Enough bullshit. We all know it’s a lousy market, but it’s not as bad as some people make it seem.
But unfortunately, some buyers are letting their fears of worst-case scenarios run their lives now.
As one of my dear friends, a developer of two highly successful sold-out condominium developments said to me, “We know psychology plays a large role in influencing the decisions of the prospective buyers of residential real estate.”
He added, “Unfortunately, the angst [some media reports] create clouds the decision-making process, forcing the consumer into believing they should buy only when the market has reached the bottom and only pay a price that has been heavily discounted. If they don’t believe they succeeded in achieving both, they are apt to sit on their hands and do nothing until the so-called experts tell them the storm is over and it’s time to buy.”
I agree with this developer, and a number of other experienced developers of residential condominiums, who said that while sales are down from their peak, the sky is not falling and the world is not expected to blow up before the summer.
No one can deny that buyers are indeed cautious these days, but there are transactions taking place. With treasury bonds at record lows, aiding to reduce residential mortgage rates to the lowest in decades and mortgage rates dropping, people who have been staying on the sidelines should evaluate the prospects of jumping into the market.
Kenneth Horn, president of Alchemy Properties, one of Manhattan’s most successful niche condominium developers, said, “It is obvious that the condominium market has indeed slowed down and pricing has fallen. However, there are many distinguishing factors that need to be discussed. First, in buildings — new and resale — where pricing was extremely high, there have been adjustments to the market. In other buildings, where pricing was not beyond the realm, there has been an adjustment — [but] not anywhere near the figures of 30 to 40 percent.”
A senior vice president for development at a prominent development company who prefers to remain anonymous, said, “Except in a few oversaturated neighborhoods where significant product has been on the market for a couple of years, you are not seeing discounts that the press is reporting. Even in those markets, there are price reductions not of 40, but rather 20 to 25 percent off of the peak numbers. In certain markets like Midtown and Murray Hill, deals are there and [they] are building momentum; the discounts are getting shallower, not deeper.”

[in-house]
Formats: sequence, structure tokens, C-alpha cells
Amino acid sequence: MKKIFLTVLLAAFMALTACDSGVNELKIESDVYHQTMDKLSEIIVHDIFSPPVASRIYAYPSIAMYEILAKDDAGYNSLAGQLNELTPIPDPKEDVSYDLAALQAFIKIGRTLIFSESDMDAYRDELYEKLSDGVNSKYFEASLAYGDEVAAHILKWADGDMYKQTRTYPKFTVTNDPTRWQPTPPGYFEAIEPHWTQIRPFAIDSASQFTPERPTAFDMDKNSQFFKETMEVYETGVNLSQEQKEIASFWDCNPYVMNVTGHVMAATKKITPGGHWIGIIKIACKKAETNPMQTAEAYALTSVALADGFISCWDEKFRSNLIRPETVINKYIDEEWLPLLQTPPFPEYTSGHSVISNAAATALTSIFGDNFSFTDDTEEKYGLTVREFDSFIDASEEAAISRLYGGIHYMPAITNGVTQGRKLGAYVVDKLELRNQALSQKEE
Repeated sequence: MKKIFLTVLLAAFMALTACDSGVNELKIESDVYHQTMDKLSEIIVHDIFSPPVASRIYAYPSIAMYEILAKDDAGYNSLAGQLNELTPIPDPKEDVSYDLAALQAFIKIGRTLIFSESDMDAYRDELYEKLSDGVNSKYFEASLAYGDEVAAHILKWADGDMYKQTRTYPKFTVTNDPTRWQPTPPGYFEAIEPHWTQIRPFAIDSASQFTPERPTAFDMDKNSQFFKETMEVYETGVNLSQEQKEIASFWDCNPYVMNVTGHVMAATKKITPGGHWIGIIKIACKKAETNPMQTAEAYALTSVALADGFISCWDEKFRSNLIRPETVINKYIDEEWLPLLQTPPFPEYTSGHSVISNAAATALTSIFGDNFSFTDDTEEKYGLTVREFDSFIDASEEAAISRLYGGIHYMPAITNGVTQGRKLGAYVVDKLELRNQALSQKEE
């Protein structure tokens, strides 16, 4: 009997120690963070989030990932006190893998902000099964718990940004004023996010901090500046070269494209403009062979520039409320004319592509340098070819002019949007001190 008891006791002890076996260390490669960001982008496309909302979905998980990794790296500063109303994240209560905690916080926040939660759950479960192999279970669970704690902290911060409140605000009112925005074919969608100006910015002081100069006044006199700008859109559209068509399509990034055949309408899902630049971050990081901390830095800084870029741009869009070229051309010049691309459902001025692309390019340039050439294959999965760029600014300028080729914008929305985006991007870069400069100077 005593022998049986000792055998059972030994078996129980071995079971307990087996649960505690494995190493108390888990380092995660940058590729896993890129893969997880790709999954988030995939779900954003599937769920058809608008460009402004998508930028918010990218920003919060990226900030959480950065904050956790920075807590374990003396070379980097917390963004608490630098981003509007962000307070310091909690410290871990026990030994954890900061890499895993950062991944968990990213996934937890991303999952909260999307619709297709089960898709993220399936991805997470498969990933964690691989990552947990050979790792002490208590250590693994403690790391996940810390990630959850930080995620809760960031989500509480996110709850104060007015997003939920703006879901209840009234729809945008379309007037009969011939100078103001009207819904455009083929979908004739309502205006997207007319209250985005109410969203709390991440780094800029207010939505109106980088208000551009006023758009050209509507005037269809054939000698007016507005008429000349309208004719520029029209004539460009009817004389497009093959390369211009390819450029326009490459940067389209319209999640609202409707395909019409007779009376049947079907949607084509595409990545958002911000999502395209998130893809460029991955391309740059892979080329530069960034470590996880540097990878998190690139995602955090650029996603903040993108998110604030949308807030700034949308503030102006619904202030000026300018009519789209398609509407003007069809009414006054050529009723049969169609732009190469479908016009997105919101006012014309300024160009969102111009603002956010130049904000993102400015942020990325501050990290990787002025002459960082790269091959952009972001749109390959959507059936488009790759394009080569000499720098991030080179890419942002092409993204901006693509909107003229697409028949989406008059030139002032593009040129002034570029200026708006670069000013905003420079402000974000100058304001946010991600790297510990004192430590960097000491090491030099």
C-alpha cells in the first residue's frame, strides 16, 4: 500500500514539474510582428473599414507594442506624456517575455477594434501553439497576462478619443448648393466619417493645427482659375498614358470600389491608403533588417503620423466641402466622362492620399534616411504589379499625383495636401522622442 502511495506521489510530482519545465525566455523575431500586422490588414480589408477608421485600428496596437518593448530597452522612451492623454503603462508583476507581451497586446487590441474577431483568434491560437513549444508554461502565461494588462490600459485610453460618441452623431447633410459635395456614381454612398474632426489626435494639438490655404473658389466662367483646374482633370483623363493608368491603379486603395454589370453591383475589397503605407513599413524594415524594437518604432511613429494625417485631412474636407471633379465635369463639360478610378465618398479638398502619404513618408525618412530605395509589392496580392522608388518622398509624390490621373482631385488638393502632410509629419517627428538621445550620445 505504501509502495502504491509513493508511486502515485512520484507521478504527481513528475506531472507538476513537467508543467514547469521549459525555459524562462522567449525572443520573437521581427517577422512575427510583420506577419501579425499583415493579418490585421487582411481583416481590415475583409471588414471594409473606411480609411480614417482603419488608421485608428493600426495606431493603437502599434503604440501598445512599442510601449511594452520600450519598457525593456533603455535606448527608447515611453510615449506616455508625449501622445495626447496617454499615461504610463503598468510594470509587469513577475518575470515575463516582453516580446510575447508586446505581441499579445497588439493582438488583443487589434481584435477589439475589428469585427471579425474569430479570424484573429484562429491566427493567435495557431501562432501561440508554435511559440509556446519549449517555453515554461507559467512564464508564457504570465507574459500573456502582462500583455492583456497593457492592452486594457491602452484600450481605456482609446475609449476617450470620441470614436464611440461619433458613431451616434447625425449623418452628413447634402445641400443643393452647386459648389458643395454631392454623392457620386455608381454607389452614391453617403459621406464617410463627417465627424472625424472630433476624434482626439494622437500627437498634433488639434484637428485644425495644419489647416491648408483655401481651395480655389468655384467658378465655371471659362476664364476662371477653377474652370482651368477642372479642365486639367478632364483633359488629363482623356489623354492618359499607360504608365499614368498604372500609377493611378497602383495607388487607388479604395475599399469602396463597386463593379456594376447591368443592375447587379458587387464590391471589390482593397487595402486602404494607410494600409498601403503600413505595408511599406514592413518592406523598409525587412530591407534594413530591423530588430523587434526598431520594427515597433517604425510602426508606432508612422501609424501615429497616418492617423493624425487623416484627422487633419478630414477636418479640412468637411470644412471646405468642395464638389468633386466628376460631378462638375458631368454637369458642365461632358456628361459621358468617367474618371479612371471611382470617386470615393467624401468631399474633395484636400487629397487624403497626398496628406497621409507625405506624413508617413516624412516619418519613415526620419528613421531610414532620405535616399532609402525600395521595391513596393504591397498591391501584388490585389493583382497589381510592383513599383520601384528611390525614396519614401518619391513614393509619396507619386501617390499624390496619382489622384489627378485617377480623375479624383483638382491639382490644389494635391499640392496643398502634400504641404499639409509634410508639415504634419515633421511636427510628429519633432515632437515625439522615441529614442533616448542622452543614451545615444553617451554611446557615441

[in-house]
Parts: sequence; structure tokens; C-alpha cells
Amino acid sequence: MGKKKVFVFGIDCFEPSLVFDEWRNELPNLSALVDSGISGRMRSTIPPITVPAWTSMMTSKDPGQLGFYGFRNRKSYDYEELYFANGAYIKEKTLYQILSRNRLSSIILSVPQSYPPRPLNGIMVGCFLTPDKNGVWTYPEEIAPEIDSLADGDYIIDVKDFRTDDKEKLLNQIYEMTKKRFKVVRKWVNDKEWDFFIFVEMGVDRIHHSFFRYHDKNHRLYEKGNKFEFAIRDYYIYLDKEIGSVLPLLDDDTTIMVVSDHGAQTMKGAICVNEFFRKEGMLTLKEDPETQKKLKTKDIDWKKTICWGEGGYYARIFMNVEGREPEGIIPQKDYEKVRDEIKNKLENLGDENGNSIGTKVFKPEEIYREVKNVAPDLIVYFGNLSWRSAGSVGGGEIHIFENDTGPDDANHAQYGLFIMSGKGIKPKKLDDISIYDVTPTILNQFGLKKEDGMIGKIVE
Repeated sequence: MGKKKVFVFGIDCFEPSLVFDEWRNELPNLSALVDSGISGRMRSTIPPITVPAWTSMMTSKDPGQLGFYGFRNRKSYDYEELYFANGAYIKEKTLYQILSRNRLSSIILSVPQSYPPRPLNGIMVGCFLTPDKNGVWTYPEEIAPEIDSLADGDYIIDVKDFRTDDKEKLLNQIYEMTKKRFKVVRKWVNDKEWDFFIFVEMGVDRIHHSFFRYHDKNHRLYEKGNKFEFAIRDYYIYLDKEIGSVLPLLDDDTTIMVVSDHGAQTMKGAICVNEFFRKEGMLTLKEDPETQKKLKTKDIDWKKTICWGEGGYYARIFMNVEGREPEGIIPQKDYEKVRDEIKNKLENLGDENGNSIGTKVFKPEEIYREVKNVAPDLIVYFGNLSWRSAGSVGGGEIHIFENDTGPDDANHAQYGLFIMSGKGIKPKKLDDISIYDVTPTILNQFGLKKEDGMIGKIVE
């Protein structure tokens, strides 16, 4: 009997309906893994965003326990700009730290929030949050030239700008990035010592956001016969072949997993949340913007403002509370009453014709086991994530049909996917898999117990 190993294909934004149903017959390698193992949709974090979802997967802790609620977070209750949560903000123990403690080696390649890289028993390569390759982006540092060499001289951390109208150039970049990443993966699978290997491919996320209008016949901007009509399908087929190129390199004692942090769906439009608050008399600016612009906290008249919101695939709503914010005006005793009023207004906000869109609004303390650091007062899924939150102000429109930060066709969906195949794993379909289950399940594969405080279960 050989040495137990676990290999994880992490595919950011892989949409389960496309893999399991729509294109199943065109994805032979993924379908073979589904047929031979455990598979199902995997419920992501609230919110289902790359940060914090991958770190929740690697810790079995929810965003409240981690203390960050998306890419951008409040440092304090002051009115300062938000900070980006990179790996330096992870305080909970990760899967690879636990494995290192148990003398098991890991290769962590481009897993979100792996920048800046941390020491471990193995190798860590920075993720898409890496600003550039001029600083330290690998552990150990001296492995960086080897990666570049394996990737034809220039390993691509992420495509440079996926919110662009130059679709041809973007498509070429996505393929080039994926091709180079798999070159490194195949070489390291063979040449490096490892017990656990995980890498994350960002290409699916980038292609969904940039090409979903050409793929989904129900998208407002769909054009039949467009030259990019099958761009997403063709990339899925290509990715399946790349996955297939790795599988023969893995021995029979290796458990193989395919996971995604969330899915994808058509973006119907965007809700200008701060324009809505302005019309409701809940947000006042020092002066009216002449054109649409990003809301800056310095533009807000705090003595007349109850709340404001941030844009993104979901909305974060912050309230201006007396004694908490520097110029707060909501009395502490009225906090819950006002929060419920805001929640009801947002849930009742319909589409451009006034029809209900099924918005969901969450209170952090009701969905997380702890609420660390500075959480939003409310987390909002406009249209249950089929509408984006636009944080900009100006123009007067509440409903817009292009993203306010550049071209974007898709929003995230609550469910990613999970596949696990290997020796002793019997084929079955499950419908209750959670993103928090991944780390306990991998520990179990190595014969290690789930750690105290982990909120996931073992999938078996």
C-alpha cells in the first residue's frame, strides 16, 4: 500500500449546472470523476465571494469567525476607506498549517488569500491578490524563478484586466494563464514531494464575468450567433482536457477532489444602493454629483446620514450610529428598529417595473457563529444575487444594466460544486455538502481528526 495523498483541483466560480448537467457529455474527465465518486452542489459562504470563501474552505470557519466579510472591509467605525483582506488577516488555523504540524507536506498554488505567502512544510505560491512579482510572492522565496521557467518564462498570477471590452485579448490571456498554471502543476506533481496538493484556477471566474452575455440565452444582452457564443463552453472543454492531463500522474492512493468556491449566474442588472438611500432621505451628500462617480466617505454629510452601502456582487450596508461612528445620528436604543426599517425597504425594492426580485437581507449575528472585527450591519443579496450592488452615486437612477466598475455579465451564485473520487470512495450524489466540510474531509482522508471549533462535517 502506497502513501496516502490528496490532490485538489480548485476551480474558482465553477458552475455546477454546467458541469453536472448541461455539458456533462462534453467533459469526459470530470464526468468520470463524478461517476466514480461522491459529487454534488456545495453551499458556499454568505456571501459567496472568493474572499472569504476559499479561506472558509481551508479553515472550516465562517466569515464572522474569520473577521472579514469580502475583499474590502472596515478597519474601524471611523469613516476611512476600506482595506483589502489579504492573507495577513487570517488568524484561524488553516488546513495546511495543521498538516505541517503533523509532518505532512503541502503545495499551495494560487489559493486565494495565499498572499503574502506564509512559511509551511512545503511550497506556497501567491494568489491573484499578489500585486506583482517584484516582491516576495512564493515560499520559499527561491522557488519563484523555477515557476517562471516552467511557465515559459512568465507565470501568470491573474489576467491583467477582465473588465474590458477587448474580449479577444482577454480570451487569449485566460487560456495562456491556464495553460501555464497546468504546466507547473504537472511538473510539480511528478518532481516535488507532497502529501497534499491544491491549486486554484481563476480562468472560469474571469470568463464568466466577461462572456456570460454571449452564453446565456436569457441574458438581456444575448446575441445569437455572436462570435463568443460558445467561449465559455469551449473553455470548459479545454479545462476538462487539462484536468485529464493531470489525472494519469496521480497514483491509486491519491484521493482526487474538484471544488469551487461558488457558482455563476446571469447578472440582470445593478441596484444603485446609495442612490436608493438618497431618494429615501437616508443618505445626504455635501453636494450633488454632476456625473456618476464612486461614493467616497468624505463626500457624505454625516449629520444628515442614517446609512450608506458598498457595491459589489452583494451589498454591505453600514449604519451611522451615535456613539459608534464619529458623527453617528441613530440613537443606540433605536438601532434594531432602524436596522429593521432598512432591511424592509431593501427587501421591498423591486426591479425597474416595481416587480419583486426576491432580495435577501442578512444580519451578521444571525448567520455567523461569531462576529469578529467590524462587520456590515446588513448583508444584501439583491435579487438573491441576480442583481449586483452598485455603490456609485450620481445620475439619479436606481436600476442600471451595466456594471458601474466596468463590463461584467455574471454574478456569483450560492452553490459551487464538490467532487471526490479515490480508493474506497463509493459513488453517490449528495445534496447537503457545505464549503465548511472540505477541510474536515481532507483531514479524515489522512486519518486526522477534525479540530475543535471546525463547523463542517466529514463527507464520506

A number of new condominium developments planned for marginal neighborhoods — especially in the outer boroughs of Brooklyn and Queens, as well as Harlem and in the Riverdale section of the Bronx — by inexperienced developers are having difficulty making sales. In certain instances, the condominiums may be discounted by the developer or the lender who takes the property back to sell it for what it should have been originally offered for in the first place.
Anyone selling a quality product that was realistically priced to begin with nevertheless recognizes that “discount” is a word that must be in their selling vocabulary today. As one developer said, “A 20 percent discount is a legitimate number to be applied against a realistic original offering price. If they don’t sell units at that discount, then they should be rented or warehoused until the storm is over.”
Units are selling if the product is priced correctly and if the purchaser is able to secure mortgage financing. Perhaps the biggest obstacle facing condo developers is the inability of purchasers to obtain permanent mortgage financing. In many instances, developers, as well as lenders for projects, are offering financing to aid in the sale. So it is no wonder developers are responding to Fannie Mae’s new restrictions for condominium financing with great concern.
Horn said, “In our two completed buildings at 50 West 15th Street and 125 West 21st Street, we closed on 90 units in the last four months of 2008 — at 99 percent of the Schedule A prices. Since mid-January, we have sold four of the remaining 10 units left in these two buildings at about 90 percent of asking. Bids came in about 15 percent below asking prices and we reached an average discount of about 10 percent. All of these deals were able to procure financing and will close.”
“We continue to have traffic at open houses, although buyers are being extremely cautious. Many buyers may come back three times before they make an offer. The key here, though, is that these two buildings are completed and ready to be moved into. With that in hand, buyers feel more comfortable that the buildings are completed and that there is no issue as to whether the developer has financing to complete the project,” Horn said.
The key factors are that buildings need to be finished before they sell, financing for buyers needs to be made available and pricing needs to be reflective of value — in specific markets. If there is not a lot of supply in a particular geographic area and there is a demand, prices will not be as affected.
I agree with Ken Horn when he says, “If people want to buy, now is the time. Prices have moderated and interest rates are low. There is no better time to buy.”